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Recipe 12.11. Adding Windows 95/98/ME to a Linux System
You have a single computer, and you would like to dual-boot Windows 95/98/ME and Linux, because you use applications on both platforms. Or you have a small test network, and you want to install as many operating systems are you can in multiboot configurations, so that you can test different combinations of operating systems without using a lot of computers. Or you already tried to add Windows 95/98/ME to your nice new Linux multiboot system, but it didn't even install—it complained about not being able to format the C: drive, which is a good thing, because it would have overwritten your Linux installations. You don't want to use an emulator like VMWare, which lets you run both at the same time without rebooting, because it's too expensive, or your hardware is too feeble.
There are a number of tricky bits to adding Windows 95/98/ME to a Linux system. You'll need to hide partitions, and restore GRUB to the MBR after the Windows installation, because Windows overwrites the bootloader. Windows 95/98/ME must have a primary partition prepared in advance. Unfortunately, GRUB does not boot CD-ROMs, so you'll need a Windows Startup diskette. (This is a very useful disk for all versions of Windows.) If you don't have one, it is easy to make one from 98 or ME:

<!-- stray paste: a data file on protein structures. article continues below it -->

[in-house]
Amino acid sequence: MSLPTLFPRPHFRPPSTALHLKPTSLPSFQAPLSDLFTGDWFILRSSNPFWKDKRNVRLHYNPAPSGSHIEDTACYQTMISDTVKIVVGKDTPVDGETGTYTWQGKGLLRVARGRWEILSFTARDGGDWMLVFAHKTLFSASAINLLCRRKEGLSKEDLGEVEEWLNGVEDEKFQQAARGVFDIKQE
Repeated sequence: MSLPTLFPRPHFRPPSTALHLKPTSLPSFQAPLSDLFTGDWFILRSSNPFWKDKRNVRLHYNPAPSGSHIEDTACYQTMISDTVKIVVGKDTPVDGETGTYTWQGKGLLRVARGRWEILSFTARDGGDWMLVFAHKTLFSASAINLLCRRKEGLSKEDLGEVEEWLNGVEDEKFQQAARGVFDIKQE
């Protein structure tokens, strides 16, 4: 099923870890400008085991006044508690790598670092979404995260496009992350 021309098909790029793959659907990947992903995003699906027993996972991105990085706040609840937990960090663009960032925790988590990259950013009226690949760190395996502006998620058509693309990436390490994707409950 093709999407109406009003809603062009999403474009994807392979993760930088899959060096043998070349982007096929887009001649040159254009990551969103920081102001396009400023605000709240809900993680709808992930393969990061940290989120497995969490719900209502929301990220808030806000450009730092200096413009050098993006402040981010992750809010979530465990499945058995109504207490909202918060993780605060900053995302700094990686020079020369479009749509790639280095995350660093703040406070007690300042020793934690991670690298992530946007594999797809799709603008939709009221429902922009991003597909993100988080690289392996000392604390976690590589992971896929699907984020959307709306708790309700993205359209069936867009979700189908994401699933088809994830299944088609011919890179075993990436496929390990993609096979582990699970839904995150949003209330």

Write-protect the disk, and it's ready to go.
To install Windows 95/98/ME on /dev/hda4:
Let's look at the last three options more closely:
If you're thinking "Wow, this sounds like a lot of work," you are right. There is an easier way to dual-boot Windows 95/98/ME with Linux: install Windows 95/98/ME first, then add Linux. If you install Linux last, the installer will load GRUB in the MBR for you and will automatically create an entry for Windows in the GRUB menu.
You cannot run more than one 95/98/ME, unless you use GRUB's partition-hiding on every one and have enough primary partitions to give each one its own.
12.11.4 See Also
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